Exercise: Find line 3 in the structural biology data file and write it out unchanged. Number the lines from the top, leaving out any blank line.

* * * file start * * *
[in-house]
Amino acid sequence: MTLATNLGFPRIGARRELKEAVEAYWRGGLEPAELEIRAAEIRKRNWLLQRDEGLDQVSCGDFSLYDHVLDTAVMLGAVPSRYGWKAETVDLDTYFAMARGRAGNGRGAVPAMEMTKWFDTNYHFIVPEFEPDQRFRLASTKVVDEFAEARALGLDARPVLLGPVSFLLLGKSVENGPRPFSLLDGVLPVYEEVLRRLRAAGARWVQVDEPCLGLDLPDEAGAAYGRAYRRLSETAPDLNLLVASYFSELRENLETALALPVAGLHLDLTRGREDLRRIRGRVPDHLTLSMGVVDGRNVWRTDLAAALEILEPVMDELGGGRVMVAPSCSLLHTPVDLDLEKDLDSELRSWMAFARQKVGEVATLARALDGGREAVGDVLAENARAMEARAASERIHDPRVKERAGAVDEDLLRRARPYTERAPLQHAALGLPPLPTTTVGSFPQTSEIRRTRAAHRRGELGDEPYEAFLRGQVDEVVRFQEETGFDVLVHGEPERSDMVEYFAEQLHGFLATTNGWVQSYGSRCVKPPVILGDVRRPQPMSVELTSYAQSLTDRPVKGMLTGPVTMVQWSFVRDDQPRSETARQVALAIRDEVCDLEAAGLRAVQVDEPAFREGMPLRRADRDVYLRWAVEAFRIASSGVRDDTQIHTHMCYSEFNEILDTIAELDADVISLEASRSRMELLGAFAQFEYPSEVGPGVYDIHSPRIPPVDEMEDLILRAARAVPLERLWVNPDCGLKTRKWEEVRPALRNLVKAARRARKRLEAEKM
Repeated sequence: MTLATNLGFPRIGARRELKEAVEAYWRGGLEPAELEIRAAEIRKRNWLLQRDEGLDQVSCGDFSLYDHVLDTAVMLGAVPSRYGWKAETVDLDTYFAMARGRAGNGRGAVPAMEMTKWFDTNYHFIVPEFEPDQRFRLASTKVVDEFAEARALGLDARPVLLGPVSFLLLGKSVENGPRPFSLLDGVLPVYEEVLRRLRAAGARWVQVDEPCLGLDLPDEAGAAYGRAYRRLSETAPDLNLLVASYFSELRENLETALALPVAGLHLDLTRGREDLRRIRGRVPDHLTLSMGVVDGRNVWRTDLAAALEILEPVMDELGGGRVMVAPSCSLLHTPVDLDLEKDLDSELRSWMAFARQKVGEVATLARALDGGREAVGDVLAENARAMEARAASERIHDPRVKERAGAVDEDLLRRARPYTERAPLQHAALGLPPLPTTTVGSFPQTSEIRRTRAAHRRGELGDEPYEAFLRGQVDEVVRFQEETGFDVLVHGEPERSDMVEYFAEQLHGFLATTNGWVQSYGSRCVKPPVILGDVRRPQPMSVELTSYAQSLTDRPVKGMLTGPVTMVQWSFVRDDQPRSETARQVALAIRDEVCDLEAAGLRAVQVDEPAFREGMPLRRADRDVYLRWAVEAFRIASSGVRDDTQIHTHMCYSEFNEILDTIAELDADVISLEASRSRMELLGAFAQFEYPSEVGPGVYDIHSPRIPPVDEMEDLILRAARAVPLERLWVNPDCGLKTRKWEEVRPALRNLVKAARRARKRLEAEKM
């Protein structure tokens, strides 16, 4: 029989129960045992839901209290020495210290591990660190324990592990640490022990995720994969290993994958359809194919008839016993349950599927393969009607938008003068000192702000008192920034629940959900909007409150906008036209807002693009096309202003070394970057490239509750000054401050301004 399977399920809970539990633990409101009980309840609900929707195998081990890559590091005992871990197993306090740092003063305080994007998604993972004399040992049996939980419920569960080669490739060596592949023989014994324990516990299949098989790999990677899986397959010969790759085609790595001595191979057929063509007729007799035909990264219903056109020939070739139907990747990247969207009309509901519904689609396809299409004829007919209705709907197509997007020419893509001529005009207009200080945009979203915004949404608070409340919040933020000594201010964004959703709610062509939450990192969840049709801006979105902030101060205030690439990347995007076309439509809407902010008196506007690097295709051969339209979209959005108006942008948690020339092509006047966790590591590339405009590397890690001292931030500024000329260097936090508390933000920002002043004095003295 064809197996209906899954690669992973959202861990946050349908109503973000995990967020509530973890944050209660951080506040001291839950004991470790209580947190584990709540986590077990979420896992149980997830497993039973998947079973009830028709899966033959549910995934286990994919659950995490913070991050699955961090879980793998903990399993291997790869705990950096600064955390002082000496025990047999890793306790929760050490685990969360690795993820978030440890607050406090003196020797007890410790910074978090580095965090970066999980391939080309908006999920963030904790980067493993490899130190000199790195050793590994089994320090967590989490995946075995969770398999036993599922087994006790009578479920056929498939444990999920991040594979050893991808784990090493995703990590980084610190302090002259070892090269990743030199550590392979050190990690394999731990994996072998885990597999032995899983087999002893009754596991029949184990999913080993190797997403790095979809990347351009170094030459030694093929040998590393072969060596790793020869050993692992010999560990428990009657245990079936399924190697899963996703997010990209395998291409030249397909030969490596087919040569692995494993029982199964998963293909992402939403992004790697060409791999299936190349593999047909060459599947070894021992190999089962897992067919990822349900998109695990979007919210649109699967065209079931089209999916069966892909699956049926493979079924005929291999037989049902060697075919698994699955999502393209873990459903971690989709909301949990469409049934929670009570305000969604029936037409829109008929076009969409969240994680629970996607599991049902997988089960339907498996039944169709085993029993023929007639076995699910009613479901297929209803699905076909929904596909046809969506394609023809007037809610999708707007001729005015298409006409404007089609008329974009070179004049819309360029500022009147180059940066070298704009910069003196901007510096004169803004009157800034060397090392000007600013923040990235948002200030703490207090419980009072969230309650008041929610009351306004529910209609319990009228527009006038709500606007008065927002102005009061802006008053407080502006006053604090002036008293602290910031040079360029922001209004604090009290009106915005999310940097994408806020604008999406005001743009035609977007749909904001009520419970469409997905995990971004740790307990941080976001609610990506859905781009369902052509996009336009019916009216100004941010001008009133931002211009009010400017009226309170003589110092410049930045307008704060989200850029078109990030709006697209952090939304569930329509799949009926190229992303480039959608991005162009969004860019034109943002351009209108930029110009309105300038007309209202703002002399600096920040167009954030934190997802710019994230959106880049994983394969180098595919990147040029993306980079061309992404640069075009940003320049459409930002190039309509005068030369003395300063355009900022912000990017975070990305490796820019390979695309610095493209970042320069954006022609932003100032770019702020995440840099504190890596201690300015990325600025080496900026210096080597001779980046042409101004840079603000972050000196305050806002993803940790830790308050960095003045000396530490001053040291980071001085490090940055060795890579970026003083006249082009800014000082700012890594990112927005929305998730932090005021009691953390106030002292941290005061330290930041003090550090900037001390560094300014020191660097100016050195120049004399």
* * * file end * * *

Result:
Repeated sequence: MTLATNLGFPRIGARRELKEAVEAYWRGGLEPAELEIRAAEIRKRNWLLQRDEGLDQVSCGDFSLYDHVLDTAVMLGAVPSRYGWKAETVDLDTYFAMARGRAGNGRGAVPAMEMTKWFDTNYHFIVPEFEPDQRFRLASTKVVDEFAEARALGLDARPVLLGPVSFLLLGKSVENGPRPFSLLDGVLPVYEEVLRRLRAAGARWVQVDEPCLGLDLPDEAGAAYGRAYRRLSETAPDLNLLVASYFSELRENLETALALPVAGLHLDLTRGREDLRRIRGRVPDHLTLSMGVVDGRNVWRTDLAAALEILEPVMDELGGGRVMVAPSCSLLHTPVDLDLEKDLDSELRSWMAFARQKVGEVATLARALDGGREAVGDVLAENARAMEARAASERIHDPRVKERAGAVDEDLLRRARPYTERAPLQHAALGLPPLPTTTVGSFPQTSEIRRTRAAHRRGELGDEPYEAFLRGQVDEVVRFQEETGFDVLVHGEPERSDMVEYFAEQLHGFLATTNGWVQSYGSRCVKPPVILGDVRRPQPMSVELTSYAQSLTDRPVKGMLTGPVTMVQWSFVRDDQPRSETARQVALAIRDEVCDLEAAGLRAVQVDEPAFREGMPLRRADRDVYLRWAVEAFRIASSGVRDDTQIHTHMCYSEFNEILDTIAELDADVISLEASRSRMELLGAFAQFEYPSEVGPGVYDIHSPRIPPVDEMEDLILRAARAVPLERLWVNPDCGLKTRKWEEVRPALRNLVKAARRARKRLEAEKM